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Darwin Correspondence Project

From [J. B. Innes]1   [after 8 February – August 1855]2

Hore. W S. | St Clements Rectory | Oxford—3

No communication from Ainslie about water—4

Probably I may have mentioned the pointer and setter.

Either Mr. Tournay of Saltwood5 or Capt Johnson of Newington6 had a pointer bitch who appeared perfectly purely bred. being put to a thorough bred pointer dog she produced a litter of puppies which all appeared pure pointers but one which was a black and white brindled setter, with feathered legs and stern, appearing a thorough bred setter— I mention this one instance because I remember the setter well but I was told that in several litters this result occurred and that the setter was always distinctly indicated when pupped. I do not know where Capt Johnson is if alive— Mr. Tournay I believe still lives at Saltwood— Lynedock Douglas Esq Hythe7 and Capt Douglas of the Down’s Rifles8 would remember the circumstance and so probably would Genl. and Col. King at Hythe9 and others.

Nothing is more common than for crossed dogs to take after one parent. The breeds commonly crossed are terriers with bull and pointers with fox hounds. there are often some of the first offspring which have but little sign of cross in their formation but continuing to breed with pointers and terriers the marks of the former cross frequently reappear in individuals

CD annotations

1.1 Hore … water— 2.1] crossed pencil
5.5 individuals] ‘But ultimately absorbed into pure breed.—’ pencil
Top of letter: ‘16’10 brown crayon, circled brown crayon


The attribution to Innes is based on the handwriting, and on the content of the letter, which suggests that the correspondent was well known to CD, and was familiar with Down and with the Hythe area of Kent. John Innes’s mother, Mary Innes, was buried at Hythe (see Correspondence vol. 7, letter to John Innes, 4 March [1859], n. 2).
The date range is established by the date at which Donald Douglas became a captain in the Royal North Down Rifles (see n. 8, below), and by the month by which William Strong Hore had left Oxford (see n. 3, below).
Hore was rector of St Clement’s, Oxford, from 1850 to 1855 (Clergy list). Innes may be replying to a request from CD to supply Hore’s address; as a fellow clergyman Innes would have had access to that information from the Clergy list. In October 1855, CD wrote to William Darwin Fox, ‘I had a letter some 2 months ago from Hore, who is settled, an old Batchelor, in Devonshire’ (Correspondence vol. 5, letter to W. D. Fox, 14 October [1855]). Fox, Hore, and CD were all at Cambridge together (Correspondence vol. 1, letter to W. D. Fox, 12 [June 1828], n. 3; Alum. Cantab.).
Innes refers to Robert Ainslie, resident at Pond House, later Tromer Lodge, Down, from 1845 to 1858, and with whom CD and other residents of Down had a series of disagreements (Correspondence vol. 3, letter to Susan Darwin, 3[–4] September 1845, and Correspondence vol. 7, letter to W. E. Darwin, 14 [May 1858] and n. 5).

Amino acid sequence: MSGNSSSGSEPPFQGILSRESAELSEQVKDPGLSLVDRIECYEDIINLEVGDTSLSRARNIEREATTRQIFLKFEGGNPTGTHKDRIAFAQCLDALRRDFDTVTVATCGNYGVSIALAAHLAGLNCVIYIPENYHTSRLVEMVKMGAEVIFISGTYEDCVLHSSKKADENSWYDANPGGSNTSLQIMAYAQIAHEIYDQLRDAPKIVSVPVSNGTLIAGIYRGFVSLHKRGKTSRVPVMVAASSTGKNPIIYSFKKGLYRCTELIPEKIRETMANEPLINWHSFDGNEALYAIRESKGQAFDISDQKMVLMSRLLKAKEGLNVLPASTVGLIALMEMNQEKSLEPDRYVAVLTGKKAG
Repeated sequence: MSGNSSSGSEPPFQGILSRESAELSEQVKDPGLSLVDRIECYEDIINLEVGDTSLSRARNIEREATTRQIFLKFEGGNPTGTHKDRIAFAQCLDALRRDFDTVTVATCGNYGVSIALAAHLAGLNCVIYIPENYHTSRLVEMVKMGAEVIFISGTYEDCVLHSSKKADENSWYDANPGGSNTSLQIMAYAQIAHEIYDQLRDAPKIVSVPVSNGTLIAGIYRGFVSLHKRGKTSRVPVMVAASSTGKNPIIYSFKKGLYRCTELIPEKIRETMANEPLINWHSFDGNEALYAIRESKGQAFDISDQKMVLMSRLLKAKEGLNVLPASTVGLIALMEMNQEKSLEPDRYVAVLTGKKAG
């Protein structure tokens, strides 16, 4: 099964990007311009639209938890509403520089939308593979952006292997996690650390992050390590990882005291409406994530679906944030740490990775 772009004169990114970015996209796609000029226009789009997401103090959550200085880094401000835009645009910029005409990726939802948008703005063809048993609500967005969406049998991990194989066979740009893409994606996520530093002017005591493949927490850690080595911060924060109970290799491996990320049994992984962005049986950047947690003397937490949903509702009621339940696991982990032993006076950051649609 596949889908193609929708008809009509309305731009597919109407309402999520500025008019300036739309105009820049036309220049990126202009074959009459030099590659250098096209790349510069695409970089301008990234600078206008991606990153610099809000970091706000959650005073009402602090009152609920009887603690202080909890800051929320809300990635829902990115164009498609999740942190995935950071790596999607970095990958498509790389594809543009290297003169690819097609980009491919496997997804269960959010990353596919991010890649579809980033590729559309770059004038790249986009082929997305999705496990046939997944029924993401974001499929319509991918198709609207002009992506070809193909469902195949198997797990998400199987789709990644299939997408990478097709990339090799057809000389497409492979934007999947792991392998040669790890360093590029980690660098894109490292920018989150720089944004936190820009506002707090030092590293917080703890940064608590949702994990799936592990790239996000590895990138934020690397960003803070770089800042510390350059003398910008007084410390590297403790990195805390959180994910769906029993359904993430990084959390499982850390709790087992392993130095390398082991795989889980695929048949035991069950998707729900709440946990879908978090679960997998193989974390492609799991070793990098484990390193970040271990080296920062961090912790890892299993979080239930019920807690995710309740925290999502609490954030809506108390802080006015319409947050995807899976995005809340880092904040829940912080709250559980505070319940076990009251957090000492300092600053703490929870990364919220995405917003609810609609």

Thomas Tournay of Brockhill House, Saltwood, Kent (Post Office directory of the six home counties 1851, 1855).
Newington is 212 miles north-east of Hythe, Kent (Post Office directory of the six home counties 1851). There is no Captain Johnson listed in any of the Post Office directories for Kent from the 1840s or 1850s.
Lynedock Douglas of High Street, Hythe, Kent (Post Office directory of the six home counties 1855).
Donald Douglas was a captain in the Royal North Down Rifles from 8 February 1855 (Army list 1855).
Major-general Richard Thomas King of Swiss Cottage, Hythe, and Colonel William James King of West End Road, Hythe (Hart’s army list 1856; Post Office directory of the six home counties 1855). By April 1857, CD had received information from ‘Col. King near Hythe’ about the markings of wild and domesticated pigeons, and he is acknowledged in Variation for supplying CD with specimens of rock-pigeon (Correspondence vol. 6, letter to Laurence Edmonston, 19 April [1857] and n. 5; Variation 1: 184).
The annotation may refer to a numbered portfolio of notes, possibly on hybridism or heredity (see this volume, Supplement, letter from [Mr Edwards?], [before end of 1839?] and nn. 4 and 5.) CD was actively soliciting information on the transmission of characteristics between, and instances of reversion in, crossbred animals from at least 1839 (see Correspondence vol. 2, Appendix V). In 1855 he specifically requested information on mongrels from Fox (Correspondence vol. 5, letter to W. D. Fox, 27 [June 1855]; see also letter to W. D. Fox, 22 [July 1855]), probably for the chapters on variation under domestication in his manuscript on species (see Correspondence vol. 6, Appendix III).


Provides another case of apparently pure bred pointers producing litter with one setter puppy. Correspondent was told that this occurred in several litters; gives names of owners and others who can corroborate the information.

Letter details

Letter no.
John Brodie Innes
Charles Robert Darwin
Sent from
Source of text
DAR 163: 5
Physical description
inc †

Please cite as

Darwin Correspondence Project, “Letter no. 13870,” accessed on 24 September 2023,

Also published in The Correspondence of Charles Darwin, vol. 13 (Supplement)